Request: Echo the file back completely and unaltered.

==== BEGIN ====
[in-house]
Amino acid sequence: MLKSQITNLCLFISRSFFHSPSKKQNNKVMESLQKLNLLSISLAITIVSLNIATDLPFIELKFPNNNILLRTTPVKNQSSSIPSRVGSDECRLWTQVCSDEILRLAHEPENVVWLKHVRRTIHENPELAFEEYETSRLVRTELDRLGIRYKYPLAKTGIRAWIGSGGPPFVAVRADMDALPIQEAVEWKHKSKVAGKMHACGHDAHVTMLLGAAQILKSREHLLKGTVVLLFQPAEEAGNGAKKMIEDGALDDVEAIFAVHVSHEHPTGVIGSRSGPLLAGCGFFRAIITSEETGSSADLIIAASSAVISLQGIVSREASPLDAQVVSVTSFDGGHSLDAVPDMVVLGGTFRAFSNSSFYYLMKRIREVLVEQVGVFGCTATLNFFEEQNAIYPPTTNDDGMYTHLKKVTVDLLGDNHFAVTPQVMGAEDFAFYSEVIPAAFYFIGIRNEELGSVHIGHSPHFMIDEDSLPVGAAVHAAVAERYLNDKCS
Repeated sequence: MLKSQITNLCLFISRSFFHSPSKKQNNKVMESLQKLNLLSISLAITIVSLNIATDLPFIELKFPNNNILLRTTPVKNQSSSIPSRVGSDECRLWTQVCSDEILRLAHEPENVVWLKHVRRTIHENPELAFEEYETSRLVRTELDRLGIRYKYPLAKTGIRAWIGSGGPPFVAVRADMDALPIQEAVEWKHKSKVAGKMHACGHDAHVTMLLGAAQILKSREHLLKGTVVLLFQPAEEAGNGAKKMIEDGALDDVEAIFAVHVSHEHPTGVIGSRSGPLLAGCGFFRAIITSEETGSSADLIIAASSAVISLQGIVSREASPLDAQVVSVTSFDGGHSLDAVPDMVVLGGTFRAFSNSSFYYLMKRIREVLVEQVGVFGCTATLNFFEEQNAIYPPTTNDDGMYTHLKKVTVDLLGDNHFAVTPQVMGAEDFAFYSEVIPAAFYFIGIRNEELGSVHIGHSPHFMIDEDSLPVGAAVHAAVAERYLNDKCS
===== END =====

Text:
[in-house]
Amino acid sequence: MLKSQITNLCLFISRSFFHSPSKKQNNKVMESLQKLNLLSISLAITIVSLNIATDLPFIELKFPNNNILLRTTPVKNQSSSIPSRVGSDECRLWTQVCSDEILRLAHEPENVVWLKHVRRTIHENPELAFEEYETSRLVRTELDRLGIRYKYPLAKTGIRAWIGSGGPPFVAVRADMDALPIQEAVEWKHKSKVAGKMHACGHDAHVTMLLGAAQILKSREHLLKGTVVLLFQPAEEAGNGAKKMIEDGALDDVEAIFAVHVSHEHPTGVIGSRSGPLLAGCGFFRAIITSEETGSSADLIIAASSAVISLQGIVSREASPLDAQVVSVTSFDGGHSLDAVPDMVVLGGTFRAFSNSSFYYLMKRIREVLVEQVGVFGCTATLNFFEEQNAIYPPTTNDDGMYTHLKKVTVDLLGDNHFAVTPQVMGAEDFAFYSEVIPAAFYFIGIRNEELGSVHIGHSPHFMIDEDSLPVGAAVHAAVAERYLNDKCS
Repeated sequence: MLKSQITNLCLFISRSFFHSPSKKQNNKVMESLQKLNLLSISLAITIVSLNIATDLPFIELKFPNNNILLRTTPVKNQSSSIPSRVGSDECRLWTQVCSDEILRLAHEPENVVWLKHVRRTIHENPELAFEEYETSRLVRTELDRLGIRYKYPLAKTGIRAWIGSGGPPFVAVRADMDALPIQEAVEWKHKSKVAGKMHACGHDAHVTMLLGAAQILKSREHLLKGTVVLLFQPAEEAGNGAKKMIEDGALDDVEAIFAVHVSHEHPTGVIGSRSGPLLAGCGFFRAIITSEETGSSADLIIAASSAVISLQGIVSREASPLDAQVVSVTSFDGGHSLDAVPDMVVLGGTFRAFSNSSFYYLMKRIREVLVEQVGVFGCTATLNFFEEQNAIYPPTTNDDGMYTHLKKVTVDLLGDNHFAVTPQVMGAEDFAFYSEVIPAAFYFIGIRNEELGSVHIGHSPHFMIDEDSLPVGAAVHAAVAERYLNDKCS